"Each layer is effective unto itself, but becomes much more important as part of the larger composition comprising all the layers," Kaplan says. "We were also very conscious of the colors of light, because certain lighting creates a more emotional response in shoppers. We tried to blend them together to create a sense of excitement." The lighting team used Halo halogen PAR-38 lamps to illuminate the apparel. "Halogen is the best source of light for the keylighting of merchandise in retail," Kaplan says. "It gives you a nice color rendering and that crisp white color of light that makes product look great, whether it's clothing or hard merchandise."

"We specified a lot of decorative fixtures along the walls to coincide with the circuitous architectural rhythm of the space," McCarroll says. "The luminaires draw your eye deeper into the store the farther you walk in." Key decorative luminaires include sconces and pendants from D'AC Lighting, Neidhardt's Venus sconce, and industrial, blue-glass jelly-jar fixtures from Stonco. To weave a thread of continuity throughout the space, according to McCarroll, D'AC luminaires with a curved profile are featured at the eight modules. "We hung those luminaires down lower than any of the other fixtures, so they serve as visual cues for customers," he says. For ambient illumination, the workhorse of the space is an Abolite luminaire with a cage fitting and factory/warehouse look. An infrastructure of Halo track fitted with PAR-38 luminaires, set amid the ductwork in the exposed ceiling, offers flexibility for display reconfigurations.

"Most of the decorative elements on display--taxi doors, street lights, gas pumps--were backlit with Architectural Cathode neon to create a nice halo effect along the wall behind, adding to the appearance of depth," Kaplan says. The theming elements are also highlighted from front positions with the PAR-38 track luminaires. Additional neon augments the store's facade.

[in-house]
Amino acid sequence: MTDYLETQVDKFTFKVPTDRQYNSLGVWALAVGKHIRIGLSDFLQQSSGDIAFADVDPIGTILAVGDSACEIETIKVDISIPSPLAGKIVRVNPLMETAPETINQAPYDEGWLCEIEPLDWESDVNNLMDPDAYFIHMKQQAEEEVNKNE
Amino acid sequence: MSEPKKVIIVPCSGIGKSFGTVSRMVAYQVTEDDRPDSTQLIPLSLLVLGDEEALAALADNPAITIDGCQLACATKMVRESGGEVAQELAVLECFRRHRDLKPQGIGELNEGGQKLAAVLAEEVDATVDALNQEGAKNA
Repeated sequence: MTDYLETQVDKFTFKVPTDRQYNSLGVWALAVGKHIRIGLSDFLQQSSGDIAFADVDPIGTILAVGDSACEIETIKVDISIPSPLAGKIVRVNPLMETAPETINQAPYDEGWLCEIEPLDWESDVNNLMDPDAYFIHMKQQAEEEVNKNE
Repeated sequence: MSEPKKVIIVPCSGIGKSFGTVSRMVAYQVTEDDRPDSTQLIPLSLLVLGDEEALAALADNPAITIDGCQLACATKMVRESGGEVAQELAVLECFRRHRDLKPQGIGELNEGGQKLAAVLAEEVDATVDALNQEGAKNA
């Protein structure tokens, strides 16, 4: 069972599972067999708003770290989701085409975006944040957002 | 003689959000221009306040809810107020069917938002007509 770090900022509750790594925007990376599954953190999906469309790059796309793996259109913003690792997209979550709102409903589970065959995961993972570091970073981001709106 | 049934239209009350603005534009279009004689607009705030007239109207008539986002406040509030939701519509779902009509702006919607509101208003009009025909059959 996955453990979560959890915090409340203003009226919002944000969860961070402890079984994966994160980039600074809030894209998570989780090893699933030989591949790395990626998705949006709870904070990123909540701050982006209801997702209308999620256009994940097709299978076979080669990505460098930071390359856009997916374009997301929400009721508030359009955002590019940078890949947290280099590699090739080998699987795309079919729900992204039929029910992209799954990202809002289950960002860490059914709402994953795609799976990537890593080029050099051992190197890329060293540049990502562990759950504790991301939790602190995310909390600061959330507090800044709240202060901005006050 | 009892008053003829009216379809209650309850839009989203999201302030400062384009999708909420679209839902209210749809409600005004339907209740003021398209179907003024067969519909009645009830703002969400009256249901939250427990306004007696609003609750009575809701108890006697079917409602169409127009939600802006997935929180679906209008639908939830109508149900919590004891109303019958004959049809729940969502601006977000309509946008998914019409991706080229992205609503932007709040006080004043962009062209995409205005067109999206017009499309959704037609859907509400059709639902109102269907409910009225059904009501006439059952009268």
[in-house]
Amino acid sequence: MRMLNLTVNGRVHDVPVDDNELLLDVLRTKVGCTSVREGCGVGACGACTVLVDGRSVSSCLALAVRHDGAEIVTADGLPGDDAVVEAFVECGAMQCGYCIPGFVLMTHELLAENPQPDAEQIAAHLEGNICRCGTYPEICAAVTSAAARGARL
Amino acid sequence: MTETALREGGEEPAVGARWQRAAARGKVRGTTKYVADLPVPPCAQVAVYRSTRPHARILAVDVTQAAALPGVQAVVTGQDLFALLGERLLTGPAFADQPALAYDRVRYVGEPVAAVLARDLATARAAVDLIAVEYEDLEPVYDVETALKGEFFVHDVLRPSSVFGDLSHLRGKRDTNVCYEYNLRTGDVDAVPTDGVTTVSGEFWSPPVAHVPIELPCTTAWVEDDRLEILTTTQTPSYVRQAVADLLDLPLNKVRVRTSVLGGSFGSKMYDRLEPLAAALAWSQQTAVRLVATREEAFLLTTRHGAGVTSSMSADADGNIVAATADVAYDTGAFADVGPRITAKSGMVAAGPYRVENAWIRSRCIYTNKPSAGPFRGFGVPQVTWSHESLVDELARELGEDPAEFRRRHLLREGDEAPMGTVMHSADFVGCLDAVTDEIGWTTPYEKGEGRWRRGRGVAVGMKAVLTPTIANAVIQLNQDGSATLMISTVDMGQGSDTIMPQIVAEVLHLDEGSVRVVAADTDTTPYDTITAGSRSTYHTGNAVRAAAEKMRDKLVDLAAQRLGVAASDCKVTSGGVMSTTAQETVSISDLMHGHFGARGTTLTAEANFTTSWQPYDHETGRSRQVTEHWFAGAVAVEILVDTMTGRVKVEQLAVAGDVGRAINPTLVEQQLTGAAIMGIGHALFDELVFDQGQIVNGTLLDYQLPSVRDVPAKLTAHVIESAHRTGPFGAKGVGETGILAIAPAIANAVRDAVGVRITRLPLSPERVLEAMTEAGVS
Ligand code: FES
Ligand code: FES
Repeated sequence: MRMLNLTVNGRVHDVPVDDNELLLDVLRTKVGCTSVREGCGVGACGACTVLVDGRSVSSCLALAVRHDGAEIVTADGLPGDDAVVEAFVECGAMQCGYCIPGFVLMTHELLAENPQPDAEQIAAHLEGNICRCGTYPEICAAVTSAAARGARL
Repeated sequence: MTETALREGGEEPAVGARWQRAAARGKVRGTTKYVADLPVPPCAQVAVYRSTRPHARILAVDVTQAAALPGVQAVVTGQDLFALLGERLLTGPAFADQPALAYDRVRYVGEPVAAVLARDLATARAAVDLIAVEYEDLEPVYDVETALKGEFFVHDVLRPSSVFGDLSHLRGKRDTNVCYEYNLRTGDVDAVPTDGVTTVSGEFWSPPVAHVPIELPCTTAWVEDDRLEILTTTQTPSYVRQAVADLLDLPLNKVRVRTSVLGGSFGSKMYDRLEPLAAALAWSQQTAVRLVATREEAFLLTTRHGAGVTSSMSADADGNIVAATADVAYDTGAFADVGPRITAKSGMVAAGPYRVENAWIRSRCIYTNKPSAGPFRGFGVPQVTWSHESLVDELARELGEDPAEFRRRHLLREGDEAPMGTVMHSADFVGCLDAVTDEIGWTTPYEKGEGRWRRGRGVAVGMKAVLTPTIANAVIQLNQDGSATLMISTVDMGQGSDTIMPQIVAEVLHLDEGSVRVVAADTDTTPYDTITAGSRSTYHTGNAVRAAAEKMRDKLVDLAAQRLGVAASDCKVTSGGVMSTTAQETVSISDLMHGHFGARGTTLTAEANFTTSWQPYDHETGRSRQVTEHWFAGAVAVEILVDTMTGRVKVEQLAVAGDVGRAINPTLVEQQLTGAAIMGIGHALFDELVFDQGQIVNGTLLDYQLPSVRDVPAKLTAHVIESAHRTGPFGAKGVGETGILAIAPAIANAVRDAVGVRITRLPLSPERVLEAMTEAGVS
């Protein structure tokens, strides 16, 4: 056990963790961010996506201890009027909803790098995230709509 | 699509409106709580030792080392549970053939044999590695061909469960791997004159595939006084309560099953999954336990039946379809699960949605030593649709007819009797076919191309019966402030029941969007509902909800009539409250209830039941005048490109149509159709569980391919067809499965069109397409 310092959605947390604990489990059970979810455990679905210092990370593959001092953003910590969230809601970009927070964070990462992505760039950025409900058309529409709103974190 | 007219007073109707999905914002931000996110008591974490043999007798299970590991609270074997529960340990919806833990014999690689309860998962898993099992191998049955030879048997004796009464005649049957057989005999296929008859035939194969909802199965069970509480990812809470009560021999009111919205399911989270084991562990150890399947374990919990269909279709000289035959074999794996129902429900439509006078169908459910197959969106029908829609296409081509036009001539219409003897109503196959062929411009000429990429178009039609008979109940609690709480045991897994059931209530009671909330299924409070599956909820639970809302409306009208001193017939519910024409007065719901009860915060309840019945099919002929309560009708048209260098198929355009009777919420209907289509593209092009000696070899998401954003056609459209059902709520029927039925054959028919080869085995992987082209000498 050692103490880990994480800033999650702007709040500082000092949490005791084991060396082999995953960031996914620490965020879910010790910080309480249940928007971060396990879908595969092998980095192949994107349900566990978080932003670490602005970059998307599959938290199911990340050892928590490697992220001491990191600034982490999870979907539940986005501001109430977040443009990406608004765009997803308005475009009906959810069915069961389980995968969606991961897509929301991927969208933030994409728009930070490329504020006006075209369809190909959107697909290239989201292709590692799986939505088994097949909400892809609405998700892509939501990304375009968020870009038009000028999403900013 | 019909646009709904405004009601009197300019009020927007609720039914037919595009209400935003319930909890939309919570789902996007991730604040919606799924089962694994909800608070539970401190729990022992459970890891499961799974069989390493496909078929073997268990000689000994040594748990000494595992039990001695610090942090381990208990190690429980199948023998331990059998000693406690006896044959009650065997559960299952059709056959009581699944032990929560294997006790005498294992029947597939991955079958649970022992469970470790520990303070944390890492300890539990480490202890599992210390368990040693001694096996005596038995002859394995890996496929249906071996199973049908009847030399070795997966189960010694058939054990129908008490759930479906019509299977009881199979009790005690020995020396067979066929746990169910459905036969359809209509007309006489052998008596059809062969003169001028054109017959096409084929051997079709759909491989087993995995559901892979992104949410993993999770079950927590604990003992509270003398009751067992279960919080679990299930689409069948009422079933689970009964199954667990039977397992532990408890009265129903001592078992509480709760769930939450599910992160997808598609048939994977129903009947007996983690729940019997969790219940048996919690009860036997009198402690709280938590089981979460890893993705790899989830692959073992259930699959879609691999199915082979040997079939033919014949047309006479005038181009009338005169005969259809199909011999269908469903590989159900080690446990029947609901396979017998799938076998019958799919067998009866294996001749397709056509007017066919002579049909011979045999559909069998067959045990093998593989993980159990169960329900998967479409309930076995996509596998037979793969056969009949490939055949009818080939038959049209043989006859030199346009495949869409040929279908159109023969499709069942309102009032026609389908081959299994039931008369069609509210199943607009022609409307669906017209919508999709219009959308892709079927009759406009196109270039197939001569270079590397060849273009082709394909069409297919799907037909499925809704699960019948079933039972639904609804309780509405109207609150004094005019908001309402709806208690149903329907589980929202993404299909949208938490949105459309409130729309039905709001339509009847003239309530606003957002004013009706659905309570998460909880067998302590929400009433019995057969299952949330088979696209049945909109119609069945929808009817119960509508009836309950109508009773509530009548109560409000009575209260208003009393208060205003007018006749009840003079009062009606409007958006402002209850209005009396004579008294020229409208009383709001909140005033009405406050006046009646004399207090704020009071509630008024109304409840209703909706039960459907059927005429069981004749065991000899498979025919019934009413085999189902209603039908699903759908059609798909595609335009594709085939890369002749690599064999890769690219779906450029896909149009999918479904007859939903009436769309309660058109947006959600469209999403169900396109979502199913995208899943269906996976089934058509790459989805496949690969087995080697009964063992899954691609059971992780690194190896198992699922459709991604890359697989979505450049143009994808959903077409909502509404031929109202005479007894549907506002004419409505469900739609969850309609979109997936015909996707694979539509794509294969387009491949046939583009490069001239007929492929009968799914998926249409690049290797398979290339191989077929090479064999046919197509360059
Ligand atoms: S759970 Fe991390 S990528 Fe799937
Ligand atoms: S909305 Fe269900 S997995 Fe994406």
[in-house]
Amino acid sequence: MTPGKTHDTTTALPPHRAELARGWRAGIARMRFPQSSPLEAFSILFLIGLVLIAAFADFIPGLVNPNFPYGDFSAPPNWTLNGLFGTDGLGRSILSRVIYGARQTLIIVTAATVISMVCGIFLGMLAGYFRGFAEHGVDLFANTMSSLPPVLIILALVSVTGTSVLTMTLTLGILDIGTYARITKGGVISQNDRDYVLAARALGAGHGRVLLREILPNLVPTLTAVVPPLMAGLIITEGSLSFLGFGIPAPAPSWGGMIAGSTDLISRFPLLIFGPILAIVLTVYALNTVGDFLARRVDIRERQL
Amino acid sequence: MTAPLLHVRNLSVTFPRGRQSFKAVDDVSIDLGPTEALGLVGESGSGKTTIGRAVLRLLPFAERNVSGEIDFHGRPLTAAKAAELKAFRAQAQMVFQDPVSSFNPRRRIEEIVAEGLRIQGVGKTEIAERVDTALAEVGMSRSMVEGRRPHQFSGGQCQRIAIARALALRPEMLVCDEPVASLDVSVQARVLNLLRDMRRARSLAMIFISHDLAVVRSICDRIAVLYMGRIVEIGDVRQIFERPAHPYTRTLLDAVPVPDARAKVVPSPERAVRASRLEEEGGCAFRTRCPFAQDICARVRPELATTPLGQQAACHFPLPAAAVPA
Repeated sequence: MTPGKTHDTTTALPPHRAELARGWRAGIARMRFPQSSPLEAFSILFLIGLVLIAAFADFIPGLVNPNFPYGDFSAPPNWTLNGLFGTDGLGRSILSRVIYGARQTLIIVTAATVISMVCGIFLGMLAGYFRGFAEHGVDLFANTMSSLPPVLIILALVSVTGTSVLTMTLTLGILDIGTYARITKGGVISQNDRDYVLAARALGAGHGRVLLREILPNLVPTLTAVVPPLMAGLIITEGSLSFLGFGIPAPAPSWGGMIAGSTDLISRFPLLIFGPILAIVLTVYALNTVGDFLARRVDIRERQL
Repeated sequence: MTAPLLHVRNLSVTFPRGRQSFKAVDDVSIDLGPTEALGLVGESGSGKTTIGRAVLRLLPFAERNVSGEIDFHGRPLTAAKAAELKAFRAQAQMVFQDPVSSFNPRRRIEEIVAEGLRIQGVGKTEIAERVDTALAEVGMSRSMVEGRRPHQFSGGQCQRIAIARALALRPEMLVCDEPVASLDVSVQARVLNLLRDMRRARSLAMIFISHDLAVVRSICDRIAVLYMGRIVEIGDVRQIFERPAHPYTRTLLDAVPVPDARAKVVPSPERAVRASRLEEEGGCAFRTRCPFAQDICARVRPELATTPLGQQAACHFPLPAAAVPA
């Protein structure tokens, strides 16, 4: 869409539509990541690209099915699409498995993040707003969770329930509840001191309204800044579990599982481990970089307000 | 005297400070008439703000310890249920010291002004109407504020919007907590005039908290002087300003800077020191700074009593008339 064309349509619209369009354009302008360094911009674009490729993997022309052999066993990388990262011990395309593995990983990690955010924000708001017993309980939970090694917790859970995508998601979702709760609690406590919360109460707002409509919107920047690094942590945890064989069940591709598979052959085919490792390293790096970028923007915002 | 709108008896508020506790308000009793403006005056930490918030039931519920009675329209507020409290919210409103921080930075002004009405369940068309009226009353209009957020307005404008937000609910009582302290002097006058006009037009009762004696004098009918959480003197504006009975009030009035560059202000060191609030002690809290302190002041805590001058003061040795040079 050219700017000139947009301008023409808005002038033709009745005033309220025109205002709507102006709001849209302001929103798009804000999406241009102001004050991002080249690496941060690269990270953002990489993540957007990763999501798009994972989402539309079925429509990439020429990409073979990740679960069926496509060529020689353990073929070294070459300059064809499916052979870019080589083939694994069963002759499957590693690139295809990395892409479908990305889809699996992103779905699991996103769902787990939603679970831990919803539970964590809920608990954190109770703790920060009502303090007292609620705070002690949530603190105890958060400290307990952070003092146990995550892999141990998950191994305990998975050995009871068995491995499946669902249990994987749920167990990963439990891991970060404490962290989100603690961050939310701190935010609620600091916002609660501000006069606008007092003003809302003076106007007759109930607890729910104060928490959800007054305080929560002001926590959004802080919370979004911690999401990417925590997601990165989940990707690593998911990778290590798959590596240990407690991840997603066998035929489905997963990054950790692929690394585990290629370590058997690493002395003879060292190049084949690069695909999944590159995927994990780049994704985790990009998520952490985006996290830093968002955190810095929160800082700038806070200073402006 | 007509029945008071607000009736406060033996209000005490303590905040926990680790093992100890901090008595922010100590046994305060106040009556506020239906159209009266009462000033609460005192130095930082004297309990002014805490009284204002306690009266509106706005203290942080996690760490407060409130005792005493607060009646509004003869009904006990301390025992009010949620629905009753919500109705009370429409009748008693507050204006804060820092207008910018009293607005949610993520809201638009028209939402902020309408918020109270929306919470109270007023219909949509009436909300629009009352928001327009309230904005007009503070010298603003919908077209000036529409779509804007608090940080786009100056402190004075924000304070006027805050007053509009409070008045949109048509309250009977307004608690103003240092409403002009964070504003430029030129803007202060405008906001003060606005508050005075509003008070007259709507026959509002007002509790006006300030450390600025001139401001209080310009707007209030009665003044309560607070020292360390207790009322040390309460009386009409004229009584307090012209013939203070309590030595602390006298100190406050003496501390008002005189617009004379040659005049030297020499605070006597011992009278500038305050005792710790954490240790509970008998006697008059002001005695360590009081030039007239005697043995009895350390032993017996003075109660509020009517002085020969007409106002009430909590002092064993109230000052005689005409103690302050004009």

Kaplan's firm has built a track record in Las Vegas designing installations at properties including the Bellagio Hotel & Casino, The Mirage, Treasure Island, The Motown Cafe, Ethel M. Chocolates, and the new Sega GameWorks. He says teaming with an architecture firm based in Hawaii to design a Manhattan street scene along the Strip was an interesting logistical exercise. "The whole project was designed without ever meeting face-to-face with the architect. We transferred information by fax, modem, and a lot of telephone calls, and were able to iron out all the details."

The design team's bright lights, big city retail scene appears to be a winner, or as Frank and Liza are fond of belting, "A Number One, king of the hill, top of the heap."

Owner, Developer WH Smith, New York-New York Hotel & Casino

Architect, Interior Design AM Partners Robert Domingo

Lighting Design Joe Kaplan Architectural Lighting Joe Kaplan, Dave McCarroll

Contractor Price Woods

Equipment Halo PAR-38 mounted pendant track system with color filters Lithonia T8 linear cove fluorescents D'AC Lighting decorative pendants, sconces, and wall beacons Neidhart Venus sconces Columbia wall-mounted fluorescent sign lights Abolite decorative sconces, pendants, and wall-mounted dome lights Lumiere in-grade uplights Ardee low-voltage striplights Architectural Cathode dimmable neon Stonco surface-mounted jelly jar fixtures Stonco bridge-mounted fluorescent floodlights CSL recessed low-voltage downlights and wallwashers Prudential T8 linear fluorescents Hubbell wall-mounted rotating beacon Fiberstars fiber-optic cable